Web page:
MADRID (Reuters) - Spanish tourism should generate 65% of its pre-pandemic output this summer, industry association Exceltur said, despite a steep rise in COVID-19 cases that has pushed some countries to warn against visiting and Spanish regions to reimpose curfews.
The highly contagious Delta variant has been tearing through Spain's mostly unvaccinated younger people, leading the national infection rate to quadruple in two weeks to 437 cases per 100,000 people, though deaths and hospitalizations remain low.
Concerned by the surge, Germany and France have advised their citizens against travelling to Spain, whose economy is heavily reliant on tourism.
Still, Exceltur forecast on Wednesday that despite what it called a "very volatile phase", third-quarter tourism revenues that include domestic travel, should be 35% smaller than in the same period in 2019, recovering from a 58% slump last summer.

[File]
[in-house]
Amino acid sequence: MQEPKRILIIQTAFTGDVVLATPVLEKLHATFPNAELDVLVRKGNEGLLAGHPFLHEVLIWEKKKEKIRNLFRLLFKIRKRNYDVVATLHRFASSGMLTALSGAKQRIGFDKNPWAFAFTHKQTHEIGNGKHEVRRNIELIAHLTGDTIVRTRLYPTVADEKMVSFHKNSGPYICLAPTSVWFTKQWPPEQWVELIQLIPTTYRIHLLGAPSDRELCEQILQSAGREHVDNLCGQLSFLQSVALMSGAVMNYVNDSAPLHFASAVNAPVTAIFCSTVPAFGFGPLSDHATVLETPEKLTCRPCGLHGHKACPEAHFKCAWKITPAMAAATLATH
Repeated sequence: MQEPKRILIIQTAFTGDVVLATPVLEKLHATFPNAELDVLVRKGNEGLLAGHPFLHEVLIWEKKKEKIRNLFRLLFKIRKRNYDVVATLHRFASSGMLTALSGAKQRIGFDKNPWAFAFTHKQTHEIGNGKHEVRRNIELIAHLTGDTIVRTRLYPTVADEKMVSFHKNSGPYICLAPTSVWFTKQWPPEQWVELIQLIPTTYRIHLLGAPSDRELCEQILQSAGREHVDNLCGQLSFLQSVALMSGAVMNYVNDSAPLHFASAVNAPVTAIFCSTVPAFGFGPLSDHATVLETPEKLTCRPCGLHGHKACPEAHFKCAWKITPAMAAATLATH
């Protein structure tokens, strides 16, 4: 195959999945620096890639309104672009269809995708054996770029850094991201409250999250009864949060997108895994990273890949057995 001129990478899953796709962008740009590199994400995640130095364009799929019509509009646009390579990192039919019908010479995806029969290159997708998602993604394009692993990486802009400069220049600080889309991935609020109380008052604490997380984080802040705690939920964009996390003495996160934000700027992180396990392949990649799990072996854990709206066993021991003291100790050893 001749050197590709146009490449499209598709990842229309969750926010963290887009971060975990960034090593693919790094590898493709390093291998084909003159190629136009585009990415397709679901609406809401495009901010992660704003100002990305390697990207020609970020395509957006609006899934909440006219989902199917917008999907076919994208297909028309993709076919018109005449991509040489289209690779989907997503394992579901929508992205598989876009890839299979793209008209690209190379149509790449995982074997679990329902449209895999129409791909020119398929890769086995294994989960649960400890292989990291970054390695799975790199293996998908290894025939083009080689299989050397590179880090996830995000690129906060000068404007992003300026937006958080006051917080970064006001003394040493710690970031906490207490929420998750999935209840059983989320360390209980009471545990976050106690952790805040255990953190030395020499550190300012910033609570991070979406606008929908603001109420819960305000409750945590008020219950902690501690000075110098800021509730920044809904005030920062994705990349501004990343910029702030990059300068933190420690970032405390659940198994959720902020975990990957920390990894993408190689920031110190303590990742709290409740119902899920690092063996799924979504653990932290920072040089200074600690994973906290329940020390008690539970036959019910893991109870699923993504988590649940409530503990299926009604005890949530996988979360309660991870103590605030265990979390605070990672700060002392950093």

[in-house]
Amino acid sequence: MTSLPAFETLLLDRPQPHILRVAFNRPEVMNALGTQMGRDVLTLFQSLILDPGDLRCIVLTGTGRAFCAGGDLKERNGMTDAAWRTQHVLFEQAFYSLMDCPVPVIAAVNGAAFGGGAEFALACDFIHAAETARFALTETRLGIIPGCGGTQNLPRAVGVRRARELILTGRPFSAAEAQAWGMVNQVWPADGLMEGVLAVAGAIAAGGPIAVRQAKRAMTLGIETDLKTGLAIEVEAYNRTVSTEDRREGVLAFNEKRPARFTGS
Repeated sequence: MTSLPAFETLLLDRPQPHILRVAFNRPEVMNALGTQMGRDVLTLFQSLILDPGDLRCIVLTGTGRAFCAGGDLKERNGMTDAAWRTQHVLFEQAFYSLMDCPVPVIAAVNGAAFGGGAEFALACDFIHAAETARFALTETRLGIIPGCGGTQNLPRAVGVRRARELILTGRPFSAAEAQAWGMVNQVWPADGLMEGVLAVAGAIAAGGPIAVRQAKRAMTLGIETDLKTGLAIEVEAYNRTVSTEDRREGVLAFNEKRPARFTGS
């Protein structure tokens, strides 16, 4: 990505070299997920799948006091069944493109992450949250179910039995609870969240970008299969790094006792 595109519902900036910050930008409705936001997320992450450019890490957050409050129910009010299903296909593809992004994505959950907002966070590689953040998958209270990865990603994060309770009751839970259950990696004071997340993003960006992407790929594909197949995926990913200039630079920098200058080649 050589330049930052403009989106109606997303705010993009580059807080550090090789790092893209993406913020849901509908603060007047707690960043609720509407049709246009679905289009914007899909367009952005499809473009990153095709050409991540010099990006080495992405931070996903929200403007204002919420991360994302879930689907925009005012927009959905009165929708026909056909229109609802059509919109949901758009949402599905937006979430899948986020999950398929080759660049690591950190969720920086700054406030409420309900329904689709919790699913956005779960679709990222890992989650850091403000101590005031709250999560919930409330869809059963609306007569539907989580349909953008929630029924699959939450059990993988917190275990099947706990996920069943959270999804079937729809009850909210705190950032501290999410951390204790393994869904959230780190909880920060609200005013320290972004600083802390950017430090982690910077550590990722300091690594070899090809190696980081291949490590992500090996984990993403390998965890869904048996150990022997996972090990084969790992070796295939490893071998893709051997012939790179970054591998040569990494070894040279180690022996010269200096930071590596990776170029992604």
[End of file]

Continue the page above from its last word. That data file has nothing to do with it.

On the bright side, fully vaccinated Britons, who now must currently observe a 10-day quarantine on their return except if they travel to Balearic Islands, will be able to travel freely from July 19 in a major boost for the industry.
Exceltur urged the government to stress the current surge in cases was far less dangerous than previous waves, given that most vulnerable groups have already been vaccinated, while most new cases are among younger people who are less likely to fall seriously ill.
In an effort to counter the spiralling cases, tourism hotspot Valencia reimposed a night curfew on more than 30 towns on Monday while a local court rejected a similar request from the Canary Islands on Wednesday.
(Reporting by Emma Pinedo, Nathan Allen and Joan Faus, editing by Andrei Khalip and Toby Chopra)